On March 15, 2022, President Biden signed into law the Consolidated Appropriations Act, 2022 (“Act”), temporarily restoring the ability for high deductible health plans (“HDHP”) to pay for telehealth services before a covered individual satisfies the plan’s annual deductible without causing the individual to be ineligible for health savings account (“HSA”) contributions. The Act also temporarily restores the treatment of telehealth services as “disregarded” coverage that doesn’t cause a person who is covered under an HDHP to be ineligible for HSA contributions. The Act restores this favorable treatment for months “beginning after March 31, 2022” and “before January 1, 2023.” In other words, during the period from April 1, 2022 through December 31, 2022, an HDHP is permitted to pay for telehealth services before the annual deductible is satisfied without causing the plan to fail to be considered a high deductible health plan under Internal Revenue Code section 223, and an individual may receive telehealth services outside of the HDHP, without regard to the HDHP deductible, and such telehealth coverage will not disqualify the individual from being eligible for HSA contributions.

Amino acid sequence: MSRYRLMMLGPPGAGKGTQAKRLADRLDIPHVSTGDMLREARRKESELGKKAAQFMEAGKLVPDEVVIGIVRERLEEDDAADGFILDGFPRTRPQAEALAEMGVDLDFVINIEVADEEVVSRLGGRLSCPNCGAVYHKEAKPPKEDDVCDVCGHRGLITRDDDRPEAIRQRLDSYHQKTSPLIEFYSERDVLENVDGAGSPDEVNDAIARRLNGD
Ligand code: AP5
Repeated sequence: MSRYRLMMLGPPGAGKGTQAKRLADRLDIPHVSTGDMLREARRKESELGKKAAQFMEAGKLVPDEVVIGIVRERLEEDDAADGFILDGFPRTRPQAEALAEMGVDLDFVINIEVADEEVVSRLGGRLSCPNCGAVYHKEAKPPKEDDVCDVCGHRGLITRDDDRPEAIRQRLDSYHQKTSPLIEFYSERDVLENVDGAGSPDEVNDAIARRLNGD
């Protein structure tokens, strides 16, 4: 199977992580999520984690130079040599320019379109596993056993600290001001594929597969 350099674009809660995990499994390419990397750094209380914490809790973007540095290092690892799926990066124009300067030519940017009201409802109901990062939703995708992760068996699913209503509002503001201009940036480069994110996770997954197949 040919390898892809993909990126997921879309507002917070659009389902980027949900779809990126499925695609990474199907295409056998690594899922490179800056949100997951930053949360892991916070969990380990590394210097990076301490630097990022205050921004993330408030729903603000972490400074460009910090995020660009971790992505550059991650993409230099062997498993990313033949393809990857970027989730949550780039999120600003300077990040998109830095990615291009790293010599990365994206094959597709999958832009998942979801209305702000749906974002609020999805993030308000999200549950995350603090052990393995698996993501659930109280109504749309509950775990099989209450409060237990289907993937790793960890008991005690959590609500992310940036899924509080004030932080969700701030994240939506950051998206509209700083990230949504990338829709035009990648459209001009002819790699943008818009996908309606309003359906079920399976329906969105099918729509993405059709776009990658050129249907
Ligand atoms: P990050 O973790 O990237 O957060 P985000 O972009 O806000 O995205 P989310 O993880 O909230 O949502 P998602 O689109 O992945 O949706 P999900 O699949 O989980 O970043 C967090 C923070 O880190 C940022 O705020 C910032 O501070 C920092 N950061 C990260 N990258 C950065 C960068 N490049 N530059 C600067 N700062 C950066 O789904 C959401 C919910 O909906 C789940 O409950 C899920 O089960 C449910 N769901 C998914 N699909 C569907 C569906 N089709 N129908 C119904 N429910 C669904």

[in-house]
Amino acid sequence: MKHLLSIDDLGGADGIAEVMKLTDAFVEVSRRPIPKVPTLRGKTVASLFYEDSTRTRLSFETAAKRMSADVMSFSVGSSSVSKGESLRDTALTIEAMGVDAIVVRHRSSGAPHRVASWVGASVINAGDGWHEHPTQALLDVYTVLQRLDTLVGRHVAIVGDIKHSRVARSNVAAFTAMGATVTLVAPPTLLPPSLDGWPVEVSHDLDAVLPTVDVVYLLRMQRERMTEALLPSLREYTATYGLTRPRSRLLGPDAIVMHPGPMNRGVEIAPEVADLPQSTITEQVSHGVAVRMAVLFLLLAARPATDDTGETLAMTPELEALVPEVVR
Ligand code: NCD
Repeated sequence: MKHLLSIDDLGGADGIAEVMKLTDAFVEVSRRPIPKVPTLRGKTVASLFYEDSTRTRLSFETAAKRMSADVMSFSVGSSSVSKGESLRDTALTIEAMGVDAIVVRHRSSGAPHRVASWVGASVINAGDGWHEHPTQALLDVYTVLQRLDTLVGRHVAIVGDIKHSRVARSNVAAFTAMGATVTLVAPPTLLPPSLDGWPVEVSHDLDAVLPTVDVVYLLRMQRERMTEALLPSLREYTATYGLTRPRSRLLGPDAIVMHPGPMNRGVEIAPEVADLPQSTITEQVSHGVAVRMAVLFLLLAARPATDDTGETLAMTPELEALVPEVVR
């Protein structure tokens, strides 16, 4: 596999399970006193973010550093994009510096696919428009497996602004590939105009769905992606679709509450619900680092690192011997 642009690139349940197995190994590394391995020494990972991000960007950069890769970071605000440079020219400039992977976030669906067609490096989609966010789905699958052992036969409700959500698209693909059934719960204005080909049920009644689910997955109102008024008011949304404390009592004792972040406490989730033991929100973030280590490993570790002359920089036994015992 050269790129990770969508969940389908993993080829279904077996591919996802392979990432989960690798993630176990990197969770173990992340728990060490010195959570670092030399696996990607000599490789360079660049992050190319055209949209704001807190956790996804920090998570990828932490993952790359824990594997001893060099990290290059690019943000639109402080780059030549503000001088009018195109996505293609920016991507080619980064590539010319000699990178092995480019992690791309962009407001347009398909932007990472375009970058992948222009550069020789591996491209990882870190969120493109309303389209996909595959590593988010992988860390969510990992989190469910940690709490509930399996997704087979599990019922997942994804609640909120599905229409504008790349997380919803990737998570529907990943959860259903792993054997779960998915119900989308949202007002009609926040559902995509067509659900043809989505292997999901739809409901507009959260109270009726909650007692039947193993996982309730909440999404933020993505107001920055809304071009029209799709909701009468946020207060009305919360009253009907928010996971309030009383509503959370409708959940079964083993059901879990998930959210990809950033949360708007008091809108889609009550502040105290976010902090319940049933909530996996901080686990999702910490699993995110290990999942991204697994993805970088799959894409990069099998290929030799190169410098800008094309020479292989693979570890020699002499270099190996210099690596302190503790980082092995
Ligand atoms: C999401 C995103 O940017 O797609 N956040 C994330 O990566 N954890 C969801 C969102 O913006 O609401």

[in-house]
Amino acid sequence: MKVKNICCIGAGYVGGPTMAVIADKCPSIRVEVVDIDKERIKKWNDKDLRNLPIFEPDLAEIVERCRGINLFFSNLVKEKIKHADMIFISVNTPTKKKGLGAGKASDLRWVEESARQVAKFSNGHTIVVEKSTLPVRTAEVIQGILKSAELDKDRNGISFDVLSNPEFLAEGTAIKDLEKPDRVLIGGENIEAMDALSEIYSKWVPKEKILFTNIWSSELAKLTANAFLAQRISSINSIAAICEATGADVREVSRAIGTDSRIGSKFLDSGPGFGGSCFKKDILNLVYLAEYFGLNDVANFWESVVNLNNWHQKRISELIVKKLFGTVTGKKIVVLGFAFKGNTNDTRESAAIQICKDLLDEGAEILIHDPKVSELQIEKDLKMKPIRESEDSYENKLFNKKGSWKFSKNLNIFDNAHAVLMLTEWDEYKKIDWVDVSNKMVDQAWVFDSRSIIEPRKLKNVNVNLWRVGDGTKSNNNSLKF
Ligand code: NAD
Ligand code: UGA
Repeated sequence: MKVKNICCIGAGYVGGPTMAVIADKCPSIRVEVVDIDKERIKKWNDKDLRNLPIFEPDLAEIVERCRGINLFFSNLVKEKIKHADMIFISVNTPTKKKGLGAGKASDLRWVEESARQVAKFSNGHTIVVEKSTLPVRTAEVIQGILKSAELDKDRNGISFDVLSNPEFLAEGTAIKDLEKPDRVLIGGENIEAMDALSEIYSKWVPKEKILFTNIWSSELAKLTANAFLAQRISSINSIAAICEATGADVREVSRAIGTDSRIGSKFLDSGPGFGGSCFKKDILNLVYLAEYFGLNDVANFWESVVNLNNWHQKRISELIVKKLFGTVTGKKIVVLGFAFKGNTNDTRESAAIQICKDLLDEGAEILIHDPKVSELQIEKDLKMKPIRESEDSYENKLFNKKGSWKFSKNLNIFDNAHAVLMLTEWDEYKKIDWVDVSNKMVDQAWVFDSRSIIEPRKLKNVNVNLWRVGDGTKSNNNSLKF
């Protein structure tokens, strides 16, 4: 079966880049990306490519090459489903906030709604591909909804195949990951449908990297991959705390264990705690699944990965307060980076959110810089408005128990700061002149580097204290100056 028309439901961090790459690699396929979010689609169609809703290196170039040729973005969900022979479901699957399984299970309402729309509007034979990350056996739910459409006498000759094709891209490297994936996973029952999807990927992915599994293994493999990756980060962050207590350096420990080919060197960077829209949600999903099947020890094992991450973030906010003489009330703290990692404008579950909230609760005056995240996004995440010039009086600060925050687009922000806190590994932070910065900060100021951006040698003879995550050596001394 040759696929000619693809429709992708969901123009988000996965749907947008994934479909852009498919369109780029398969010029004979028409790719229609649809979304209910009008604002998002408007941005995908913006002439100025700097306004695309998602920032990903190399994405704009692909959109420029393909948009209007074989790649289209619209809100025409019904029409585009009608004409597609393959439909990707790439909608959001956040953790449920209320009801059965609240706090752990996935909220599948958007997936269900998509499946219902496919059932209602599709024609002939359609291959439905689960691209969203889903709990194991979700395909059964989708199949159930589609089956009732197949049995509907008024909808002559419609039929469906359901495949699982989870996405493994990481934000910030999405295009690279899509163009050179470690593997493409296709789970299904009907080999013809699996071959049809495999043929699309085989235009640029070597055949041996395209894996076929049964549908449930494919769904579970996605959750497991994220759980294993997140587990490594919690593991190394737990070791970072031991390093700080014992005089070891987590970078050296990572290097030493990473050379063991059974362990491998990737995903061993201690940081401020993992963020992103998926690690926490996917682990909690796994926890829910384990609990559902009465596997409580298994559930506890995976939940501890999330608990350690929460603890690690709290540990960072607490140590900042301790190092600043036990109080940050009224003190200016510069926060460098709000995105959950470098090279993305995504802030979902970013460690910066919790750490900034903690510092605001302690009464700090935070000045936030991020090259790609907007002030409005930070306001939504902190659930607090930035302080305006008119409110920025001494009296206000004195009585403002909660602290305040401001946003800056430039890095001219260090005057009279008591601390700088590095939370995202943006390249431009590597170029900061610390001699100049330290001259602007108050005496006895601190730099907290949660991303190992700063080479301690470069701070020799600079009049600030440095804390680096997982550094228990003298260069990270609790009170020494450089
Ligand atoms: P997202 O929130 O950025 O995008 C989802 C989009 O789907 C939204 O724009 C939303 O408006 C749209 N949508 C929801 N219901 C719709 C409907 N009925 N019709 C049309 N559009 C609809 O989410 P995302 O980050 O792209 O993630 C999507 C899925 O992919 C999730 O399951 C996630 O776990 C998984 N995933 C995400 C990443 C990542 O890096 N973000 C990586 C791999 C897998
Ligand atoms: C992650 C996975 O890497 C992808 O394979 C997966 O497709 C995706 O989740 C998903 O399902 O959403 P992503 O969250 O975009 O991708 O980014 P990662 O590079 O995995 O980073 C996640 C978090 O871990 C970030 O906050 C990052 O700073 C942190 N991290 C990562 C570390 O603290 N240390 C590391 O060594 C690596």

The CARES Act had amended Internal Revenue Code section 223 to permit HDHPs to pay for telehealth services before the deductible was satisfied and to treat telehealth services as disregarded coverage, but the CARES Act exception applied for plan years beginning on or before December 31, 2021. For calendar year plans, that meant that the favorable treatment expired December 31, 2021. The Act does not address the period from January 1, 2022 through March 31, 2022, which presumably means that if a plan did provide telehealth services before the deductible during that period, it would not constitute a high deductible health plan under section 223 of the Internal Revenue Code.
The Act may be of limited use to employers, unless they want to make a mid-plan year change to waive the deductible for telehealth services. Implementing a mid-plan year change can be challenging to administer as claims administration systems are often time-consuming (and expensive) to change. Also, under the rules regarding summaries of benefits and coverage (“SBCs”), a plan must provide notice of a material modification to the content of the SBC 60 days in advance of implementing the change. It’s not clear whether eliminating the deductible with respect to telehealth services would be considered a material modification. But given these complications, implementing a mid-plan year change may not be worth the effort for employers, particularly given the Act’s sunset provision pursuant to which the favorable treatment will end December 31, 2022.
If you have any questions regarding this LEGALcurrents, please contact any member of the Employee Benefits & Executive Compensation group at 585.232.6500 or 716.853.1316.